The ultimate thing that is not new is "vanity." This is to say "no single part of God's good world can unlock the meaning to life. Life, in and of itself, is unable to supply the key to the questions of identity, meaning, purpose, value, enjoyment, and destiny. Only in coming to know God can one begin to find answers to these questions."[25] [Italics added for emphasis.]

Wisdom and Foolishness

Patience is superior to pride, and a tranquil spirit is for the wise. The trouble with anger is dissipation. We lose our cool and then have a heap of residual feelings and effects to deal with. The release of this type of energy is never controlled; it's never perfect. There's always fall-out.

There's a process involved in the development of foolishness. "Wickedness is folly and ... foolishness is madness."[26] It's a downward spiral toward relative insanity. The corrective is penitence; a turning from the wicked way. To discover that our hearts are the basis of the problem is freedom. At least from this viewpoint we can prevent "becoming the fool" with an act of courage to turn from the sin, provided we're at aware of this tendency toward iniquity.

One such inherent folly is to be seduced sexually. The Scriptures always discuss the young man being 'ensnared' by the adulteress, but there are cultural relevancies for both genders. I can only imagine what it is like for a more carnal man; we're all challenged by sexual appetites and desires, be they mere physical attraction or more. The wisdom approach is to run very fast the other way; it is active avoidance of any questionable contact with someone who might lead us astray. We are to maintain a straight path with God.

Righteousness is rare, perhaps one in one thousand, as the writer contends, and it is clear that we all have gone in search of many (devious) schemes. Jesus followed this sentiment in saying, "This is the verdict: Light has come into the world, but men loved darkness instead of light because their deeds were evil."[27] The irony is it's only when we admit this that we're open to receiving help. We disregard it to our peril. Too many "good" people think they're beyond this simple fact in their own experience. The truth is we are never beyond this; not one of us.

Furthermore, those who're engaged in sin will be trapped "in" it and those who 'lord it over' others inevitably also hurt themselves.[28] Think of any action we might take to defend ourselves or go after another for an offense committed against us. The moment we even conceive a response in the violence of anger, is the moment the brain releases chemicals into our bloodstream that are not good, especially if that is the predominant response in us. In other words, we hurt our own health when we react in anger.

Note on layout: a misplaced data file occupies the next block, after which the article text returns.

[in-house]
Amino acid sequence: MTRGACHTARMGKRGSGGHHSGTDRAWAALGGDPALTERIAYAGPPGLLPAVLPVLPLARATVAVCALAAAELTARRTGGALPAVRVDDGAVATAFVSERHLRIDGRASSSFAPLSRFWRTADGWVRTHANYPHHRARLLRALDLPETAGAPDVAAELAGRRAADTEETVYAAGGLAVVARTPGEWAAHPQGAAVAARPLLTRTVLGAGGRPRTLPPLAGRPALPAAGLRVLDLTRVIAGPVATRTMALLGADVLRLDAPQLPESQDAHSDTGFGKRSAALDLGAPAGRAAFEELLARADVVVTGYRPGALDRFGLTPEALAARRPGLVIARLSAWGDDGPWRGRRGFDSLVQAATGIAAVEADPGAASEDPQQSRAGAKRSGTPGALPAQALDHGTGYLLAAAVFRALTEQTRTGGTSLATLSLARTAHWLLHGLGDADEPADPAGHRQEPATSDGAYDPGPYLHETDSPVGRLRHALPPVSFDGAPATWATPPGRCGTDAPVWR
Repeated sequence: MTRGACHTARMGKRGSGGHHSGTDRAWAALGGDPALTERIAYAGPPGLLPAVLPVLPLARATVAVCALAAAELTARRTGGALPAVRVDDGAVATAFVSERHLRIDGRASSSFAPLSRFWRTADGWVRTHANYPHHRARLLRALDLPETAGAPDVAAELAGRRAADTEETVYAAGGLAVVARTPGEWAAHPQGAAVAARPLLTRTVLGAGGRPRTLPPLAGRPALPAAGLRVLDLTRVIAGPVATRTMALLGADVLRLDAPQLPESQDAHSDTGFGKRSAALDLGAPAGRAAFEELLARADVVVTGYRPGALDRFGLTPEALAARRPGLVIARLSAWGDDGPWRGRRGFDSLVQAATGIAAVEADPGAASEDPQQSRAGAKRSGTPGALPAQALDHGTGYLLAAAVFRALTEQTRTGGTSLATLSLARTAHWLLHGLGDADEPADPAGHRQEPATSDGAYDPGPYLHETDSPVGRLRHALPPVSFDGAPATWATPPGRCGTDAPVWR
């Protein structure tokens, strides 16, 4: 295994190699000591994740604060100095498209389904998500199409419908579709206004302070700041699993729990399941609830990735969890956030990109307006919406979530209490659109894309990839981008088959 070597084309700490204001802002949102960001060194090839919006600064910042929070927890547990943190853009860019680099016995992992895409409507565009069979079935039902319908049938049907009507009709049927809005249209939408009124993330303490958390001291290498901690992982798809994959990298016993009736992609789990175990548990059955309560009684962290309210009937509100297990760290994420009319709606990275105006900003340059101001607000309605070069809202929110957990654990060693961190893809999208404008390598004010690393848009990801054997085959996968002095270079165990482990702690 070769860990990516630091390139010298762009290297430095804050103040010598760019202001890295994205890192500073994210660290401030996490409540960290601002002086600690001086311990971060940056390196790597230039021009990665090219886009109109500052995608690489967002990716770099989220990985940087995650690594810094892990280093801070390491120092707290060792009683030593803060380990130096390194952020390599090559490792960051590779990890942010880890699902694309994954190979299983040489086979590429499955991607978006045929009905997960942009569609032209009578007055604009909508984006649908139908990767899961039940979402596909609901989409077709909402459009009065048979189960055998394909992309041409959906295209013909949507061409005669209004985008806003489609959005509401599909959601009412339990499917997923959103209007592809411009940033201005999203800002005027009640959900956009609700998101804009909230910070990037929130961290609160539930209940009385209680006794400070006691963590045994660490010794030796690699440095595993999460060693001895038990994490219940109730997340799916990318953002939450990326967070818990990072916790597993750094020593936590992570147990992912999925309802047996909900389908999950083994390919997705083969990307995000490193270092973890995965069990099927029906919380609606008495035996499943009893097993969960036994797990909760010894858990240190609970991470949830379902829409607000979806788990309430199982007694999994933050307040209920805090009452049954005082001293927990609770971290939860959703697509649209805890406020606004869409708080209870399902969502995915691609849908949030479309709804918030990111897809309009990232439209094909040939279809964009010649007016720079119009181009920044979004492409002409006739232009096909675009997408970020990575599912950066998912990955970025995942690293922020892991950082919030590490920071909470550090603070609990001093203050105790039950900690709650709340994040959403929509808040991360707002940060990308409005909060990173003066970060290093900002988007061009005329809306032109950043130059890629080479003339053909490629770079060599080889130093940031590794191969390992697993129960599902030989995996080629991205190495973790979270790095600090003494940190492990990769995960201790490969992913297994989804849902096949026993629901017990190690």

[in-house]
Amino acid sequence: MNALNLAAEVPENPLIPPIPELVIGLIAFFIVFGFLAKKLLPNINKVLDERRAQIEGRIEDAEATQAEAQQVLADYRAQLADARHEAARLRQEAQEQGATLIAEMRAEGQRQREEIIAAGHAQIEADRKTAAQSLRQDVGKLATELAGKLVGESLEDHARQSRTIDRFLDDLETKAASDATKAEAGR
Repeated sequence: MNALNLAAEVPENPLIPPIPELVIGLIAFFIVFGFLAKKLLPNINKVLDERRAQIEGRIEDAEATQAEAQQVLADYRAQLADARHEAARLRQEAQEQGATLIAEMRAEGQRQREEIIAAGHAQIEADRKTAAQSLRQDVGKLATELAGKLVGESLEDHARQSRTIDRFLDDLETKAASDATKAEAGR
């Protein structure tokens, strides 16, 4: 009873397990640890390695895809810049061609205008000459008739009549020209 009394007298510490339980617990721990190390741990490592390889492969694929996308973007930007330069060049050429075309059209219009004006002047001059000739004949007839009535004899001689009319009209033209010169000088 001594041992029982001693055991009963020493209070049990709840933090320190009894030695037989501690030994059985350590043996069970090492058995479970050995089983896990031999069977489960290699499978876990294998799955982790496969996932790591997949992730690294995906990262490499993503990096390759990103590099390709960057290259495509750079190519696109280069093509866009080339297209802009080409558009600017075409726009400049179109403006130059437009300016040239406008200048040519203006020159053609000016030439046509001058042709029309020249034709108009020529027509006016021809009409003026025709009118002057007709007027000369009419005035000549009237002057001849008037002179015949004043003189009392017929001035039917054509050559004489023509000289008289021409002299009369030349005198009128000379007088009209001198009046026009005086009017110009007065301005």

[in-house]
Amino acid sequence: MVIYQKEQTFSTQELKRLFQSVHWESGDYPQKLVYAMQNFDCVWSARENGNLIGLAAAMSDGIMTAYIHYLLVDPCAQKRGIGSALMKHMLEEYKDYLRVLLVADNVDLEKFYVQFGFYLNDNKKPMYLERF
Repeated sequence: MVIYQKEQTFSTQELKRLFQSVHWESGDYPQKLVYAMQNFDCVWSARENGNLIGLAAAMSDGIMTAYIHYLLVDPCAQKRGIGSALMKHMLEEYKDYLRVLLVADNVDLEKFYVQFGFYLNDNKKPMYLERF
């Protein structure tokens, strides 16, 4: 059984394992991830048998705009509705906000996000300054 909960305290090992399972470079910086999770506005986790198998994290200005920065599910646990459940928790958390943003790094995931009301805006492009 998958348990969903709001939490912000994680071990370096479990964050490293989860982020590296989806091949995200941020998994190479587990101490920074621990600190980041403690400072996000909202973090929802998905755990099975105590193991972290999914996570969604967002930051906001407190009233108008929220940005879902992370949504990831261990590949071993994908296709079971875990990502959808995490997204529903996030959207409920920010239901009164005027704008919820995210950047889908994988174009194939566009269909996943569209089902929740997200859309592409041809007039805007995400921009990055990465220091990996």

To illustrate, say we're on the roadway and someone cuts us off unintentionally; it's an honest mistake. For some reason we're suddenly ropable and furious within. We've had a long, arduous day and not much has gone right, and now this 'buffoon' has shown the height of incompetence! Suddenly, we're after them. The moment we left a state of psychological homeostasis is the moment of birth of perhaps a physical action based in the violence of anger. There is such a quick, momentary transition from feeling, to thought, to action. A millisecond elapses. Thought inevitably leads to action. There is wisdom in delaying this foolish thinking, and ultimately it's wise to train ourselves away from these quick responses.

Diligence

We could be forgiven for thinking the life message according to Qoheleth is to 'eat and drink and make your soul enjoy good of its labor, for it is a gift of God.' It is after all, the refrain that's repeated no less than six times.[29] A simple message perhaps, but one that carries quite a punch; simply work and rest, and enjoy both!

To cast our bread upon the waters is to 'have a go' at life, and not be a spectator.[30] If we bow out too often in life, we'll risk missing out altogether. Bowing out is an action driven by fear. When the time has come for a thing to happen, it will happen and there is nothing that can be done other than simply prepare for it - preparation is diligence. "Luck is where opportunity meets preparation," as Denzel Washington said. Because of the uncertainty of life, we should be doubly motivated in our preparedness. Not knowing is no excuse, and throwing our hands in the air in resignation is never going to be helpful. We can't hope to know everything, and a humble acceptance that life will be as it is, is the best plan. "Be prepared," as Baden-Powell would say.

Conclusion

Throughout this text of Ecclesiastes there is at times thought that goes from one side or one extreme to the other. For instance, the day of death is said to be better than the day of birth, yet "anyone who is among the living has hope-even a live dog is better off than a dead lion!"[31] Both conditions of thought are relevant and both apply. This is a fundamental perplexion of life. Both fit, albeit situationally. God favours the living it is said. It couldn't be any better said than this then, could it?